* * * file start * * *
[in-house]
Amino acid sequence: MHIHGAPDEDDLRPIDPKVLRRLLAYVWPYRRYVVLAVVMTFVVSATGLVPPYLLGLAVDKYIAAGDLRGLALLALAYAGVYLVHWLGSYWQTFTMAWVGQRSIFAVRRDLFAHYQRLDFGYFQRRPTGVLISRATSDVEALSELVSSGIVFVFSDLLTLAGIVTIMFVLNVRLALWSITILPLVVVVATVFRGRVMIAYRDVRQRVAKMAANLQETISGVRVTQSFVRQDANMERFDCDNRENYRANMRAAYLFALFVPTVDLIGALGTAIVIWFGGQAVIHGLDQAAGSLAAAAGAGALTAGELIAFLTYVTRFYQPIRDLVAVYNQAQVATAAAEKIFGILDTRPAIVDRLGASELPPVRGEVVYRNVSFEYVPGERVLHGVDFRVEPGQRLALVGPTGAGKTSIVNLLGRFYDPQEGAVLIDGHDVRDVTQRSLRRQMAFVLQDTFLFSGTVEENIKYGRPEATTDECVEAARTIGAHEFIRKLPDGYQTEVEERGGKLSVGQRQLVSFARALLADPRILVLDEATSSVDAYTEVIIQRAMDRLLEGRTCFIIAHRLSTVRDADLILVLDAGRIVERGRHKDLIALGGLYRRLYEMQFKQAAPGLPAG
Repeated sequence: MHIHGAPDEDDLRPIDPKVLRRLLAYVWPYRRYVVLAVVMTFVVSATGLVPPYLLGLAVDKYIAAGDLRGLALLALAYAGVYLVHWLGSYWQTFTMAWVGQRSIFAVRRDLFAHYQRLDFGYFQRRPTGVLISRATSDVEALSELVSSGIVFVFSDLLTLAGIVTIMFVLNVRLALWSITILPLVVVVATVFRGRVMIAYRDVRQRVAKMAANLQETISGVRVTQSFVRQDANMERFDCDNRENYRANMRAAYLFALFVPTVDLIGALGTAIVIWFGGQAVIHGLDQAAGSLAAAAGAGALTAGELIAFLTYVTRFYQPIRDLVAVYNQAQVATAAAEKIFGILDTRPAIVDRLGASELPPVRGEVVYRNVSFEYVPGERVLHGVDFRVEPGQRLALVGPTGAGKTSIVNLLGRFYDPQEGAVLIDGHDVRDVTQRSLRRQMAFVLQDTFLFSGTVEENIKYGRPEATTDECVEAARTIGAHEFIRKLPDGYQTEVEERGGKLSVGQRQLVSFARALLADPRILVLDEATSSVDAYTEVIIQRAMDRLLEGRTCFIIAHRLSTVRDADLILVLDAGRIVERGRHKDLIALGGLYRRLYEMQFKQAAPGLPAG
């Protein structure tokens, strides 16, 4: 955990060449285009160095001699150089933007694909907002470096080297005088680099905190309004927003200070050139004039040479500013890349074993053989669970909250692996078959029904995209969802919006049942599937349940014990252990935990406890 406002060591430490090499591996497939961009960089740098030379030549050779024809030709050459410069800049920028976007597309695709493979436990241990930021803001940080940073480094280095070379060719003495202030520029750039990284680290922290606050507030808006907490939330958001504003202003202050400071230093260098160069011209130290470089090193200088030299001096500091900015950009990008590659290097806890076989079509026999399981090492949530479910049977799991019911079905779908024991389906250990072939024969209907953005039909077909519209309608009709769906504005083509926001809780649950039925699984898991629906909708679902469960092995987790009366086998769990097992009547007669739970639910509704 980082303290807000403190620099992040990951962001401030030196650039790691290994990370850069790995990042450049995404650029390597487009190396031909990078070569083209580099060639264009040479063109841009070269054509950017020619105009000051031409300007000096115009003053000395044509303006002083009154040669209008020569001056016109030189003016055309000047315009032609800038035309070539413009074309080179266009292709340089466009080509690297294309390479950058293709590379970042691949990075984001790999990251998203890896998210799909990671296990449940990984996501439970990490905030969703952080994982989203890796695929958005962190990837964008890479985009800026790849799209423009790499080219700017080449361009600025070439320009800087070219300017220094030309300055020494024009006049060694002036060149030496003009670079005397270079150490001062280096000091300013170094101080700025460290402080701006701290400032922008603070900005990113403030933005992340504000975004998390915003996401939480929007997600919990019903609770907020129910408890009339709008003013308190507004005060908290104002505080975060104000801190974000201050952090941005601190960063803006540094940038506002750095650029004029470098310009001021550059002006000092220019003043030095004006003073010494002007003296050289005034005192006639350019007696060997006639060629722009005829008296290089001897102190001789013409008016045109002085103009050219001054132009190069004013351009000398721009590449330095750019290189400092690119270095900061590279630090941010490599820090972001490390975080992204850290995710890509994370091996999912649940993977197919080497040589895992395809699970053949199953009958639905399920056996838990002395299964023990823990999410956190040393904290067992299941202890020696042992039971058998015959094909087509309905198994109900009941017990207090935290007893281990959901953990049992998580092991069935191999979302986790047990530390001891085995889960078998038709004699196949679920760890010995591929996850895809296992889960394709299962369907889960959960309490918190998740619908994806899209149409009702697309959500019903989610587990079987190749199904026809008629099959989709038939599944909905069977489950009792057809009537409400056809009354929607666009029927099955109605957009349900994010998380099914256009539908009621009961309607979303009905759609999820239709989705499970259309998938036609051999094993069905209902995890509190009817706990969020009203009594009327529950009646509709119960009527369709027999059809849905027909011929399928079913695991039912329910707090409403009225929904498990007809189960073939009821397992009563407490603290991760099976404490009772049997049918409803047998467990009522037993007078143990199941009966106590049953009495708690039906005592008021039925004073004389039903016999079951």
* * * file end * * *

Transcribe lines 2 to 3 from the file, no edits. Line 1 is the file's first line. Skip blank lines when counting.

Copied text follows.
Amino acid sequence: MHIHGAPDEDDLRPIDPKVLRRLLAYVWPYRRYVVLAVVMTFVVSATGLVPPYLLGLAVDKYIAAGDLRGLALLALAYAGVYLVHWLGSYWQTFTMAWVGQRSIFAVRRDLFAHYQRLDFGYFQRRPTGVLISRATSDVEALSELVSSGIVFVFSDLLTLAGIVTIMFVLNVRLALWSITILPLVVVVATVFRGRVMIAYRDVRQRVAKMAANLQETISGVRVTQSFVRQDANMERFDCDNRENYRANMRAAYLFALFVPTVDLIGALGTAIVIWFGGQAVIHGLDQAAGSLAAAAGAGALTAGELIAFLTYVTRFYQPIRDLVAVYNQAQVATAAAEKIFGILDTRPAIVDRLGASELPPVRGEVVYRNVSFEYVPGERVLHGVDFRVEPGQRLALVGPTGAGKTSIVNLLGRFYDPQEGAVLIDGHDVRDVTQRSLRRQMAFVLQDTFLFSGTVEENIKYGRPEATTDECVEAARTIGAHEFIRKLPDGYQTEVEERGGKLSVGQRQLVSFARALLADPRILVLDEATSSVDAYTEVIIQRAMDRLLEGRTCFIIAHRLSTVRDADLILVLDAGRIVERGRHKDLIALGGLYRRLYEMQFKQAAPGLPAG
Repeated sequence: MHIHGAPDEDDLRPIDPKVLRRLLAYVWPYRRYVVLAVVMTFVVSATGLVPPYLLGLAVDKYIAAGDLRGLALLALAYAGVYLVHWLGSYWQTFTMAWVGQRSIFAVRRDLFAHYQRLDFGYFQRRPTGVLISRATSDVEALSELVSSGIVFVFSDLLTLAGIVTIMFVLNVRLALWSITILPLVVVVATVFRGRVMIAYRDVRQRVAKMAANLQETISGVRVTQSFVRQDANMERFDCDNRENYRANMRAAYLFALFVPTVDLIGALGTAIVIWFGGQAVIHGLDQAAGSLAAAAGAGALTAGELIAFLTYVTRFYQPIRDLVAVYNQAQVATAAAEKIFGILDTRPAIVDRLGASELPPVRGEVVYRNVSFEYVPGERVLHGVDFRVEPGQRLALVGPTGAGKTSIVNLLGRFYDPQEGAVLIDGHDVRDVTQRSLRRQMAFVLQDTFLFSGTVEENIKYGRPEATTDECVEAARTIGAHEFIRKLPDGYQTEVEERGGKLSVGQRQLVSFARALLADPRILVLDEATSSVDAYTEVIIQRAMDRLLEGRTCFIIAHRLSTVRDADLILVLDAGRIVERGRHKDLIALGGLYRRLYEMQFKQAAPGLPAG